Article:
The Free to Care Society of Canada has been granted permission from the Ontario Court of Appeal to intervene in a hate speech case arising from criminal charges against Bill Whatcott, who along with others dressed as “gay zombies”, distributed controversial literature at the 2016 Toronto Pride parade on July 3.
Bill Whatcott was charged with “wilful promotion of hatred” after he and others in “gay zombie” costumes entered the Toronto Pride Parade under a different name and distributed flyers stating that gay sex was dangerous and unhealthy along side images of sexually transmitted diseases and a corpse. The flyer concluded by urging readers to believe in Jesus Christ.
On December 10, 2021, Mr. Whatcott was acquitted following a trial in the Superior Court of Justice in Ontario.
The Crown is now appealing Mr. Whatcott’s acquittal. In its factum, the Crown argues that the trial judge misapplied the meaning of “hatred” and incorrectly excluded evidence from one the Crown’s expert witnesses. The Crown argues that advocating against gay sex is equivalent to advocating for “the eradication” of gay men.
Free to Care is a Canadian ministry which was initially formed to defend religious freedom and to defend the personal choices of Canadians in pursuing the counselling and therapy of their own choice. Free to Care opposes harmful and coercive counselling, and also opposes laws that ban so-called “conversion therapy” but which in fact prohibit freely-chosen support and counseling that some Canadians choose to receive in relation to their same-sex attraction.
Free to Care chose to intervene in the case before the Ontario Court of Appeal, in the words of its founder and spokesperson, Jojo Ruba, “because of the potential implications this case could have, both on our work, as well as in the lives of millions of Canadians who uphold traditional views on sexuality, including those who are members of the LGBT community. Specifically, Free to Care is concerned that, if accepted, the arguments made by the Crown would characterize conversations seeking to persuade others to change their actions or beliefs as criminal hate speech.”
Free to Care does not take a position for or against the acquittal of Mr. Whatcott but seeks to caution the Court against accepting the Crown’s argument that moral disagreement with gay sex is equivalent to advocating for “the eradication” of gay men. Accepting this argument would be an affront to the right of all Canadians to express freely their opinions about sexuality and sexual behaviour. In his affidavit filed with the Court, Mr. Ruba states:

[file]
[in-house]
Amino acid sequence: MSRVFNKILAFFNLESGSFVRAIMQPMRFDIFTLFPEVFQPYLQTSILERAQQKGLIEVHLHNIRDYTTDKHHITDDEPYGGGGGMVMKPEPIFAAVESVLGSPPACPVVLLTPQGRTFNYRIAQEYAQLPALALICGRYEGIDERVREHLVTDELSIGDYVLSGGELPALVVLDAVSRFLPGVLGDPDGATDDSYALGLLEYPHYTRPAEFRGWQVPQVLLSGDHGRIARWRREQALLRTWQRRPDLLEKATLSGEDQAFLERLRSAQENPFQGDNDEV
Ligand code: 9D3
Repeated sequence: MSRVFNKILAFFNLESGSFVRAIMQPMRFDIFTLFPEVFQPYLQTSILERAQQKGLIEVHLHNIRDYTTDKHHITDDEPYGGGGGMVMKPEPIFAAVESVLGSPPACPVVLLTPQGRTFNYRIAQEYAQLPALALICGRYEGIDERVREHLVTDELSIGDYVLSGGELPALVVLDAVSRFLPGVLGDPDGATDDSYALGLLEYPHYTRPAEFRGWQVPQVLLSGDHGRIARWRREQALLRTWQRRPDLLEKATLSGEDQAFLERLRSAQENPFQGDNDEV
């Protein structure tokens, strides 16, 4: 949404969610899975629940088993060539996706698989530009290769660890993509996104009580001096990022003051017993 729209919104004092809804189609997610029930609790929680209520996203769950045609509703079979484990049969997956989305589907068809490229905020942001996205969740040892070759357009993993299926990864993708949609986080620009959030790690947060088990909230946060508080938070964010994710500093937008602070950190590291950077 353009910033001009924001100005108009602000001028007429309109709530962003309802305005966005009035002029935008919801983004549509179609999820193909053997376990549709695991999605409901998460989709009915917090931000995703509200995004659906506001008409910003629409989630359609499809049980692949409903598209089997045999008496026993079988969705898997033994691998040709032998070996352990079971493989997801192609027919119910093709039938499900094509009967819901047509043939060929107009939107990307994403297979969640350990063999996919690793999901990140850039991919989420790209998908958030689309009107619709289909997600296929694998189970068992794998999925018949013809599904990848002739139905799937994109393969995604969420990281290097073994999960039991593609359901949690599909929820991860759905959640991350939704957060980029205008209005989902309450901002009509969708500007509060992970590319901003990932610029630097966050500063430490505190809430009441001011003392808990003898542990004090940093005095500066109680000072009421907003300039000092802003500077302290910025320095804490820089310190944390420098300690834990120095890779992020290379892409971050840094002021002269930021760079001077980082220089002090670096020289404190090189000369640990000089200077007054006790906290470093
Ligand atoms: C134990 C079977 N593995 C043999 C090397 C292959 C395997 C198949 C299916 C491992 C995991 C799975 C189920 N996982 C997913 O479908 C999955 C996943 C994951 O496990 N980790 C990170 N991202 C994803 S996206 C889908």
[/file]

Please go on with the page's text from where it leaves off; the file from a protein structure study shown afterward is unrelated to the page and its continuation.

“The presuppositions underlying the claim that simply disagreeing with homosexual sex constitutes advocating the ‘eradication’ of gay people, would, if applied generally by the courts and the law, lead to very concerning and consequential societal outcomes, in Free to Care’s view. If Canadians cannot express objection, even strongly, to the behaviour of other Canadians, important dialogue within and between different cultural, ethnic, political, sexual, and faith groups could be rendered essentially meaningless, harshly sanitized of authenticity essential for providing mutual understanding.”
On May 8, 2023, the Court of Appeal granted Free to Care’s request to intervene in the appeal.
“Canada has a long history of different religious groups living side-by-side peacefully with the freedom to disagree with each other’s practices” says Hatim Kheir, lawyer for Free to Care. “This history stretches back to the Constitution Act of 1867 and is strengthened in the Charter. Our country is built on the idea that the best way to live together peacefully is to give people the freedom to authentically express their views and beliefs and live out their own values.”
The appeal will be heard by the Court of Appeal of Ontario on June 21, 2023.
Updated June 21, 2023:
The appeal of a hate promotion case arising from criminal charges against Bill Whatcott was heard June 21, 2023 by the Court of Appeal of Ontario.
The Free to Care Society of Canada, which has intervened in the case, will be submitting to the Court that expanding the interpretation of hate speech to include criticism of practices or beliefs fundamental to a group’s identity risks criminalizing authentic dialogue and discussion around numerous issues, including sexuality and religion.
Updated August 11, 2023:
The Ontario Court of Appeal has ruled, ordering a new trial for William Whatcott, a “Christian Truth Activist” who was criminally charged with “wilful promotion of hatred” after he and others in “gay zombie” costumes entered the 2016 Toronto Pride Parade under a different name and distributed flyers disguised as condoms.
The Ontario Court of Appeal granted the Crown’s appeal and ordered a new trial solely on the basis that the trial judge had erred by excluding expert evidence about anti-gay discrimination. The Court made no comment on whether the standard for promotion of hatred was misconstrued or improperly applied.
“The Court did not adopt the Crown’s argument that criticizing sexual behaviour is the equivalent of advocating for the eradication of a group. We’re pleased to see that the Court of Appeal has affirmed the Supreme Court precedent and has not expanded the definition of the offence of promotion of hatred. The Court’s decision leaves space for good faith criticism and debate,” said lawyer Hatim Kheir.